The new CGT regime: Where are we now? By Nichola Ross Martin | AccountingWEB

The new CGT regime: Where are we now? By Nichola Ross Martin

An overview of main changes coming to the CGT regime on 6th April 2008 with some of the planning pitfalls to take into consideration prior to the new regime and beyond.

Note: This article was updated on 11 March 2008

From 6 April 2008 substantial changes to Capital Gains Tax (CGT) will apply to individuals, trustees and personal representatives, but not for companies.


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EMI schemes

michael.x.bell | | Permalink


Useful thought on exercise of EMI options or other options, understand from HMRC that there is NO present intention to provide access to the Entrepreneurs Relief based on the date of the grant of the options (as with taper relief which accrued from date of grant). Therefore to benefit from the Entrepreneurs Relief, options would need to be exercised at least 12 months prior to a disposal; ie the shares must be held and the remaining presecribed conditions met for 12 months.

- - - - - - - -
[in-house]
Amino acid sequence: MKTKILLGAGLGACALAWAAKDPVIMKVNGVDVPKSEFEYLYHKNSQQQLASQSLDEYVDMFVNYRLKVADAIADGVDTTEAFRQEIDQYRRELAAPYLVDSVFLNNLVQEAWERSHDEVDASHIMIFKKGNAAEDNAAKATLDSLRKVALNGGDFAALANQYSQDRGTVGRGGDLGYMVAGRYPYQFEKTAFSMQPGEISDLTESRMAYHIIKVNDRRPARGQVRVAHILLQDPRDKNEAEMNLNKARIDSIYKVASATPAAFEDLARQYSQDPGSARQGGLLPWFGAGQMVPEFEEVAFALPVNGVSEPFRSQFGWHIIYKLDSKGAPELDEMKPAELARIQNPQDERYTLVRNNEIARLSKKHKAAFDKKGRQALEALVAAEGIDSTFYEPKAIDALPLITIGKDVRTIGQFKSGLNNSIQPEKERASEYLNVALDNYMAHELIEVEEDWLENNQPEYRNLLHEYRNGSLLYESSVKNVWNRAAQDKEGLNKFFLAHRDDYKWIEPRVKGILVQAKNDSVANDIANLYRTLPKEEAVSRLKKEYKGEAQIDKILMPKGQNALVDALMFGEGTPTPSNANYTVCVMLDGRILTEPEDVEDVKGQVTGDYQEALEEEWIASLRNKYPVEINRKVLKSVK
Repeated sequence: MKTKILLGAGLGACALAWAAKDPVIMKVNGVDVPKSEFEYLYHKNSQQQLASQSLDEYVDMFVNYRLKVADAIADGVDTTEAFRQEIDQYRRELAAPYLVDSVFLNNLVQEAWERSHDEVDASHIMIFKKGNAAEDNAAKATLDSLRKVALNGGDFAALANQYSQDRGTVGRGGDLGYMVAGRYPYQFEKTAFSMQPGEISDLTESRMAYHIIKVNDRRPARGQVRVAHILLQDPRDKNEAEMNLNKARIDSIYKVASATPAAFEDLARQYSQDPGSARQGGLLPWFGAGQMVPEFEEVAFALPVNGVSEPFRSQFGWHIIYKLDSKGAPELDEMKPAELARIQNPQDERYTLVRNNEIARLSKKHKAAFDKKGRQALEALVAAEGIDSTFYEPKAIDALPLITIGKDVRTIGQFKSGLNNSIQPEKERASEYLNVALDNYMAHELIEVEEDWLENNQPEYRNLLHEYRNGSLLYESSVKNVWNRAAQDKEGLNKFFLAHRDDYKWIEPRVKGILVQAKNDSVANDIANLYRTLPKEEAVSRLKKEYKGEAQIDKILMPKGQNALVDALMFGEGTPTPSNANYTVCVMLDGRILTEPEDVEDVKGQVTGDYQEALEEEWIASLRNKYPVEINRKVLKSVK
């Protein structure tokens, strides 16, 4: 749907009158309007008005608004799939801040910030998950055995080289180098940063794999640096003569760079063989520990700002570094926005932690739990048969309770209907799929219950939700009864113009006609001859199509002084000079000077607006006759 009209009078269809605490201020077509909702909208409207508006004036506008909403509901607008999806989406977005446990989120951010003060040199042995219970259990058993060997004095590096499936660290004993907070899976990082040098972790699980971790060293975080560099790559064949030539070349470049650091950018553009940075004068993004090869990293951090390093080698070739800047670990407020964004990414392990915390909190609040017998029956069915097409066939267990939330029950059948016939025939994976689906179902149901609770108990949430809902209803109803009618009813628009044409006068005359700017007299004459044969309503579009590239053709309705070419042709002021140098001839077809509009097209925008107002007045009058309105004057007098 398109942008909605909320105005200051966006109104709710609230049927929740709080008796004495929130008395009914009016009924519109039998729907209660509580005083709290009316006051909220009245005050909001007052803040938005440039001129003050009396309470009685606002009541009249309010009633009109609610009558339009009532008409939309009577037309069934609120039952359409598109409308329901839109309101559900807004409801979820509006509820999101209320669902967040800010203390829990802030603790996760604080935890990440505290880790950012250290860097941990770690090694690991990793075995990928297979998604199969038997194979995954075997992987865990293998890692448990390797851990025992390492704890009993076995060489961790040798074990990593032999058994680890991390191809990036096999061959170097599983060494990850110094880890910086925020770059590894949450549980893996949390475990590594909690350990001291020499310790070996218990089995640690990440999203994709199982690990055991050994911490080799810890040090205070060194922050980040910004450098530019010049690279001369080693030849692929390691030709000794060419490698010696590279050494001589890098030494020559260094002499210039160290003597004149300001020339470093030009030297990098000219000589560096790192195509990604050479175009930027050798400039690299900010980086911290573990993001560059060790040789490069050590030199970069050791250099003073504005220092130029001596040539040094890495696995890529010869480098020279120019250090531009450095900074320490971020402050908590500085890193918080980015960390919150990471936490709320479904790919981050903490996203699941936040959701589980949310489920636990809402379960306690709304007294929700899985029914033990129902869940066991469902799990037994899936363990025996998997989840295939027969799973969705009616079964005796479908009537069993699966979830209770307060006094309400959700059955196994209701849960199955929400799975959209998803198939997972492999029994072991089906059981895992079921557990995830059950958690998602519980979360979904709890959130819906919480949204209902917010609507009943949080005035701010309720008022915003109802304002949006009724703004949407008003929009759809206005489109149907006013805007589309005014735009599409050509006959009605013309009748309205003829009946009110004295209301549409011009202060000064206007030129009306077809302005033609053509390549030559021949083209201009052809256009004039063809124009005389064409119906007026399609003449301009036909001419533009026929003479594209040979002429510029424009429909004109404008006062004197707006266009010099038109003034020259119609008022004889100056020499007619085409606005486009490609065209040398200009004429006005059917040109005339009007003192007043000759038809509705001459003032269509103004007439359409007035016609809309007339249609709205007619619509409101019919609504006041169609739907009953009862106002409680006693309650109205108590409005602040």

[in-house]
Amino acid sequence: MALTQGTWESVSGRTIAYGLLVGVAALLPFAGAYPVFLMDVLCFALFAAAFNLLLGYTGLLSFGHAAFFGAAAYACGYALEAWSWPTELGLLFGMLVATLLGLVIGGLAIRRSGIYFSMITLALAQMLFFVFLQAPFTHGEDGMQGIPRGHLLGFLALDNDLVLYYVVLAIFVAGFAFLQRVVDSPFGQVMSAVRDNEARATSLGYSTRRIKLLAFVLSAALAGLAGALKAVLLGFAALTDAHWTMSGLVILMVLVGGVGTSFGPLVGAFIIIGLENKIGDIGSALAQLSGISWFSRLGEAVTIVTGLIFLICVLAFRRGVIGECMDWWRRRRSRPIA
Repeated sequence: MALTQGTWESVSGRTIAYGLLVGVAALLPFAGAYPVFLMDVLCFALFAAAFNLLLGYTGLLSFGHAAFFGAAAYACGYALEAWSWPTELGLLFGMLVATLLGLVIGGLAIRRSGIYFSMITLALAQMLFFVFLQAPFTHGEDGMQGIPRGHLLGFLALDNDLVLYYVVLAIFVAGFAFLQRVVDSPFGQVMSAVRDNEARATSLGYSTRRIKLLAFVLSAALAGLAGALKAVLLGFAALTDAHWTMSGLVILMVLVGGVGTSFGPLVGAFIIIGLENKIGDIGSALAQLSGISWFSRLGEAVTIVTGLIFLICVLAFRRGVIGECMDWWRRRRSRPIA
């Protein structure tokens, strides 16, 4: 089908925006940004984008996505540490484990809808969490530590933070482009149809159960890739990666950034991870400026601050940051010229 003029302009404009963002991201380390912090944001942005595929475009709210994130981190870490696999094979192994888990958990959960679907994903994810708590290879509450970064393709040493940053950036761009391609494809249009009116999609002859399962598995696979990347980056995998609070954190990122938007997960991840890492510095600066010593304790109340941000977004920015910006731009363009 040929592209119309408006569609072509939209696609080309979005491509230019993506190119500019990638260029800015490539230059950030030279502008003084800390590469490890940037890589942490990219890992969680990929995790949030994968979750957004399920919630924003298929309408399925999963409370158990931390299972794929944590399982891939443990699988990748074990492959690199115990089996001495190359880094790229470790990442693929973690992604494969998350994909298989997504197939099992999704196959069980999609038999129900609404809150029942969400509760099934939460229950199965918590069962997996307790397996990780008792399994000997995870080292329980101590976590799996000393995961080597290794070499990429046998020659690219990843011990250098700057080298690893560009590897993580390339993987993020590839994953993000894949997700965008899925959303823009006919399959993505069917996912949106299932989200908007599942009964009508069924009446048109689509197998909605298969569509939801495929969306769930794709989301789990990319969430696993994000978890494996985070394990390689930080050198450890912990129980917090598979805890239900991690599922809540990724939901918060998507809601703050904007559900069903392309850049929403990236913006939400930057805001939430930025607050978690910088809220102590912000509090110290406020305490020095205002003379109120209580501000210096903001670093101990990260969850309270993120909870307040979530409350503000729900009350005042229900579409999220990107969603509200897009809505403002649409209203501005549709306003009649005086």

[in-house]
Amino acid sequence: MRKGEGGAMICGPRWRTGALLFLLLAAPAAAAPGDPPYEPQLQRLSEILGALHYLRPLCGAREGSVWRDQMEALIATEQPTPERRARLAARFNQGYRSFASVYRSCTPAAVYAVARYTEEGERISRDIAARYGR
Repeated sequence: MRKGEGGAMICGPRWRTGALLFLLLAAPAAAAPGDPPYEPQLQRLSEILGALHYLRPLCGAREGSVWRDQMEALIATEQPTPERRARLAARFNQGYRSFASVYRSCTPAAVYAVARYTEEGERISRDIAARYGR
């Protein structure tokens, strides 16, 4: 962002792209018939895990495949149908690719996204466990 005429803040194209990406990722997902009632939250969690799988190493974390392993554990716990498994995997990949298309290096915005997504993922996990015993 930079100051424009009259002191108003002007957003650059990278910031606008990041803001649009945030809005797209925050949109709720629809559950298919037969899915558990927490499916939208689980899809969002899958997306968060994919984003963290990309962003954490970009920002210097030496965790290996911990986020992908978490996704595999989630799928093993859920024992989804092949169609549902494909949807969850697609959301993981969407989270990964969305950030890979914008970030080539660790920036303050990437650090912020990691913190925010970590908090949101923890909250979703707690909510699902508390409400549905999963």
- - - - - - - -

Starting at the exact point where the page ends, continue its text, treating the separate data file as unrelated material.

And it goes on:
Therefore seems likely that most of the gains arising on the sales of shares derived from the exercise of options under EMI schemes are likely to be taxed at 18% simply because the majority of EMI schemes are established as exit schemes (ie the option holders can only exercise in the event of a sale - subject to the 10 year backstop date).

Any one got any useful comments to add on this as I think we will now spend a lot of time explaining to those who have set up schemes why employees with more than 5% will still get taxed at 18%.

Mike Bell.

31 March 1982 valuations

tim hervey | | Permalink

Looks like there'll be plenty of time spent negotiating 31 March 1982 values. Professional valuers must be rubbing their hands at the prospect of more business.

On the banking indexation point - what's the position where an asset has been put in joint names with spouse/civil partner? I can see where there is an outright gift but where the gift is say a half share in the asset by being put in joint names, what happens then?

daveforbes's picture

stamp duty and other things.

daveforbes | | Permalink

I take it there is stamp duty on spouse to spouse transfers of land and property ?

Now for higher rate tax payers, CGT at 18% is considerably lower than income tax. I am sure there will all sorts of cunning schemes to exploit this.


mikewhit | | Permalink

So ... husband - wife (civil partner ...) transfers in the interests of reducing tax liability are positively smiled on in this context, are they ?

Perhaps I'm just being small-minded in seeking consistency ...